Liberian parties fail to secure seats to control Senate
None of Liberia’s more than 28 political parties won enough seats in the country’s Senate during the December 20 election to control this Senate, Liberia’s election body said Saturday. It said the ruling Unity Party won only four Senate seats, whereas the opposition Congress for Democratic Change Party won two seats. Three more seats were won by independent candidates, the election commission said during a press conference in capital Monrovia.
It noted that the remaining seven seats of the Senate (the upper house of the bicameral legislative branch) were won by seven political parties one seat each.
Liberians converged onto polling stations across their country on December 20 to cast their votes in the senatorial election. The voters had the mission of selecting 15 appropriate senators. Around 130 candidates, including one woman only, ran in the election. The vote was marred, however, by the deadly Ebola virus, which has claimed a large number of lives in this poor West African state. The election commission said out of a total of 1.2 million eligible voters, only 479,936 showed up at polling stations on election day.
This amounts to 25 percent of overall registered voters, the commission said. Nevertheless, two outgoing senators managed to re-win senate seats in the election, which means that they will be able to maintain these seats.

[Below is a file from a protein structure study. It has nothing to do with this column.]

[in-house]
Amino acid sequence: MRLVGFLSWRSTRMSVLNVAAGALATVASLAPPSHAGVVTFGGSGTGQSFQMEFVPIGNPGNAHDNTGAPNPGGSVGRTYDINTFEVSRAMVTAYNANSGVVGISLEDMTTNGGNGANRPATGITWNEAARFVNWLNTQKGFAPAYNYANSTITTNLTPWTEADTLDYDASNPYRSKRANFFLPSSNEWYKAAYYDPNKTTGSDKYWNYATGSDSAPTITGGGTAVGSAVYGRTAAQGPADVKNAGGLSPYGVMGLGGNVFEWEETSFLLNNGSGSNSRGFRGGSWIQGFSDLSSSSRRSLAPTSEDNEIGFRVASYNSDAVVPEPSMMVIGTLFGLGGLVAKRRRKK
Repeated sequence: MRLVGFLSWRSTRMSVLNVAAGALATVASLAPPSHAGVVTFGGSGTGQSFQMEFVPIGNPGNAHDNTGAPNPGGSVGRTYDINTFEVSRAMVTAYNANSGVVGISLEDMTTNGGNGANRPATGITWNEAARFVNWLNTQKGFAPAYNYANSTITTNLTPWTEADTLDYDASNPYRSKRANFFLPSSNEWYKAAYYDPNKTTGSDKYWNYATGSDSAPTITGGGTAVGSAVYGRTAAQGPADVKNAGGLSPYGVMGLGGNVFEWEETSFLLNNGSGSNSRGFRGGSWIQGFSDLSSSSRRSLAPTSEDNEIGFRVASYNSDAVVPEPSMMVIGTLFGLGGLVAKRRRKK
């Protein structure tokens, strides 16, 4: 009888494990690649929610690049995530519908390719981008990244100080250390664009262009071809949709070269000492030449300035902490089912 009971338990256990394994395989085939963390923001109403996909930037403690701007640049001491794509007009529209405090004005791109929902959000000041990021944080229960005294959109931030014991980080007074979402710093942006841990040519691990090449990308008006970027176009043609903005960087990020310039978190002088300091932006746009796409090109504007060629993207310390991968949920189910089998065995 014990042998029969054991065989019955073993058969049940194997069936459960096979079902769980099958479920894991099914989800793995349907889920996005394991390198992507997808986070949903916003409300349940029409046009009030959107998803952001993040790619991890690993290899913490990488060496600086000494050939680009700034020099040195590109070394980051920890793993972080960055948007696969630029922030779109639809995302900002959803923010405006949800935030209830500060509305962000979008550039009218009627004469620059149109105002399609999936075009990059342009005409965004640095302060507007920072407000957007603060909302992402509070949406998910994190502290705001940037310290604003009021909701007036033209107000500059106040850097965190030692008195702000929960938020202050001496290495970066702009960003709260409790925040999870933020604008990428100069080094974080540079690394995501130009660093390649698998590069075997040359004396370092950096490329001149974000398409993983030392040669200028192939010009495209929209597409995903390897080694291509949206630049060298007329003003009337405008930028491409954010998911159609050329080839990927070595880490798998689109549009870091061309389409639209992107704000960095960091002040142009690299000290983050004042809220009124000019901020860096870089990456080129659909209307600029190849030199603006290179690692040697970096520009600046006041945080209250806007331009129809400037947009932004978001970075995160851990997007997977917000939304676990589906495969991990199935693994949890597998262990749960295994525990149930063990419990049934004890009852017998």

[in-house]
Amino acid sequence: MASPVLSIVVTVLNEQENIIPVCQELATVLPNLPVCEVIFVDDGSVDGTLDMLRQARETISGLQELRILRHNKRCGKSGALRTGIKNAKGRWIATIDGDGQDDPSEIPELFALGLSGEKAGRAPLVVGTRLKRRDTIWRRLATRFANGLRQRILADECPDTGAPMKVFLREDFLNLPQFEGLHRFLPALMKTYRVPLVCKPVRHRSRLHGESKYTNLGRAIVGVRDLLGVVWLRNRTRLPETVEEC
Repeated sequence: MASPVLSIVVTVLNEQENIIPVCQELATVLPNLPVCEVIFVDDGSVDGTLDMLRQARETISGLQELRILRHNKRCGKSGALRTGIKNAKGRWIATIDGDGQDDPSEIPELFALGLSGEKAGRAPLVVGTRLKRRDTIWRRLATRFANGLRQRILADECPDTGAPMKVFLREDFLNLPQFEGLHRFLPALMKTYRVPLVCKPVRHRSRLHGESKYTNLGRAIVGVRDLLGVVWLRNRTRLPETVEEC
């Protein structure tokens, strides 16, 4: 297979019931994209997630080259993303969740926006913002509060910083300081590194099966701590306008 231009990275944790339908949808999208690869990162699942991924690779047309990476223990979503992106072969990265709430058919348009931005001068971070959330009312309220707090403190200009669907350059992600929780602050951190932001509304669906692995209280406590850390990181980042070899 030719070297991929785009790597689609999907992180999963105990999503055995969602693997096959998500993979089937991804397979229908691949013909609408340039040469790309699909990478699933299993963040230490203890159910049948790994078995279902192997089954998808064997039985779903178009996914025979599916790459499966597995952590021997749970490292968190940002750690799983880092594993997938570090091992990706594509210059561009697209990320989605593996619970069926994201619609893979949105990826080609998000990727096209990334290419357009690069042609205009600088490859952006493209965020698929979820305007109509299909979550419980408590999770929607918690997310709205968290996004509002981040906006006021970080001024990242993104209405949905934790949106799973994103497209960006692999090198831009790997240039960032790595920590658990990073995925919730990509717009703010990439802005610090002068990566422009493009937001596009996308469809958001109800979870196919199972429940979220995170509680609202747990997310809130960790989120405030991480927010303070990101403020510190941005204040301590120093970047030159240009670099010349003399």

These two senators included Jewel Howard Taylor, the wife of ex-President Charles Taylor, who is now in the Hague, standing trial on charges of committing crimes against humanity in his country.The other returning senator is Prince Y. Johnson, a warlord from Nimba County, in the north central portion of Liberia.
Among election winners was also famous retired soccer star George Weah, a member and a founder of the Congress for Democratic Change Party. Weah won around 78 percent of total votes in his Montserrado County, northwestern Liberia, according to the election commission. The retired soccer player is elected senator for the first time after almost a decade in politics.
Weah ran for president in 2005, but he lost the top spot in the West African nation to incumbent President Ellen Johnson Sirleaf. Nevertheless, Weah is reported to be dreaming of becoming his country’s president. Many of his backers hope he will spend the next three years preparing for the 2017 presidential election in Liberia. The election commission said it would certify election winners on January 3.